Editor's note: If you’re an end-client researcher and interested in participating in a Q&A with Quirk’s, please e-mail me at emilyk@quirks.com. 

My path was somewhat circuitous, yet fortuitous. Early in my career, I spent a few years as a management consultant and several more running the operations of a foods manufacturer in Nebraska. Seeking to be closer to our extended family, my wife and I relocated to the New York City metro area in the late 1990s. For my next career opportunity, I was seeking a role that provided me with exposure to a broad range of business issues and encompassed both strategy and analytics. While my search was not focused specifically on market research, Pfizer’s Global Market Analytics department checked all of the boxes. My passion for research was ignited at Pfizer and remains strong today.  

After nearly eight years at Pfizer, I was recruited to help build the U.S.-based market research and analytics department of a smaller pharmaceutical company – Organon Biosciences. This “blank slate” opportunity provided me with hands-on experiences within additional insight functions – such as competitive intelligence – while allowing me to hone my managerial skills. My professional growth while at Organon was significant and I carried the lessons learned into my subsequent roles.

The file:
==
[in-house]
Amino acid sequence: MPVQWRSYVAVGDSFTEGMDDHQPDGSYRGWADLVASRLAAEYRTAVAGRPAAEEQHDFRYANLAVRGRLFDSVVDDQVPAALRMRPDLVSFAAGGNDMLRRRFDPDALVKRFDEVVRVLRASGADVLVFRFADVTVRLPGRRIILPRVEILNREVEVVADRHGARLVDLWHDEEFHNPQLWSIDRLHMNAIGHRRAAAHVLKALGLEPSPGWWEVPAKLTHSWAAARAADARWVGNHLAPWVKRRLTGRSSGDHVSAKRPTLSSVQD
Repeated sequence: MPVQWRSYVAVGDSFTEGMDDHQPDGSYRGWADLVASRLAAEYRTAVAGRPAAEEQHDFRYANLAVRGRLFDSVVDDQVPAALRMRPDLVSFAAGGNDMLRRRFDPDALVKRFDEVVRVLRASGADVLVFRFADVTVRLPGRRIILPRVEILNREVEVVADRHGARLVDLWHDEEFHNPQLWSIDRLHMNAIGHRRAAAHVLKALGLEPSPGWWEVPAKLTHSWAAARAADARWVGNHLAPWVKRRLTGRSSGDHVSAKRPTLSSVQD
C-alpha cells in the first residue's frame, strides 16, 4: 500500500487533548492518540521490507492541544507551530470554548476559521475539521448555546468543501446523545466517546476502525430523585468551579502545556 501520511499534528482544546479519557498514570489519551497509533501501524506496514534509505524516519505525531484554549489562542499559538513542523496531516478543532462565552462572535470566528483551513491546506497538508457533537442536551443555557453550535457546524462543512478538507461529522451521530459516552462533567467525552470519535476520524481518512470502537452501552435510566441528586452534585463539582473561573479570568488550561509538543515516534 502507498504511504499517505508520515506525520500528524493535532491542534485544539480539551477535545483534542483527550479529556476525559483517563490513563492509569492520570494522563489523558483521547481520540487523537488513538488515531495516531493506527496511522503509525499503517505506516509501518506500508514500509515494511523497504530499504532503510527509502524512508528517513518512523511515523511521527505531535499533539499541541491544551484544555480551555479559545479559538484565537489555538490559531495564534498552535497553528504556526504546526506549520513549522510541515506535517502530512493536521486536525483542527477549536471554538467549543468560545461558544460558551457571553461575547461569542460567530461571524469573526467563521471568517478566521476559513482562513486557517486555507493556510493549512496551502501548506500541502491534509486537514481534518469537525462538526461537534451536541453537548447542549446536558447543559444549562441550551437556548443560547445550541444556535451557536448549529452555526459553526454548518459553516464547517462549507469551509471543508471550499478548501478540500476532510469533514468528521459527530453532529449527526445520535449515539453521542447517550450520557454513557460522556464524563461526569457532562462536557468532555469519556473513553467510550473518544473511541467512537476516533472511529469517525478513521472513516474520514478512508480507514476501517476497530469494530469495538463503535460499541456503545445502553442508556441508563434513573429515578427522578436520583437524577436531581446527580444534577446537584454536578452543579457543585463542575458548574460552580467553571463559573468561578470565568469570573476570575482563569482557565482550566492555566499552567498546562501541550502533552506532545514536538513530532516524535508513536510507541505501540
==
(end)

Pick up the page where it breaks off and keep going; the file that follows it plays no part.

Increasingly, functions that generate customer and market insight are being brought together under a single organizational umbrella. This trend doesn’t mean that market research professionals are required to become jacks-of-all-trades. It’s a rare individual who can become highly proficient across all insight disciplines. Rather, researchers are now able to access and integrate customer/user experience information to provide a richer understanding of customers’ behaviors and needs. This access to additional sources of insight requires researchers to be stronger integrators of information and better storyte...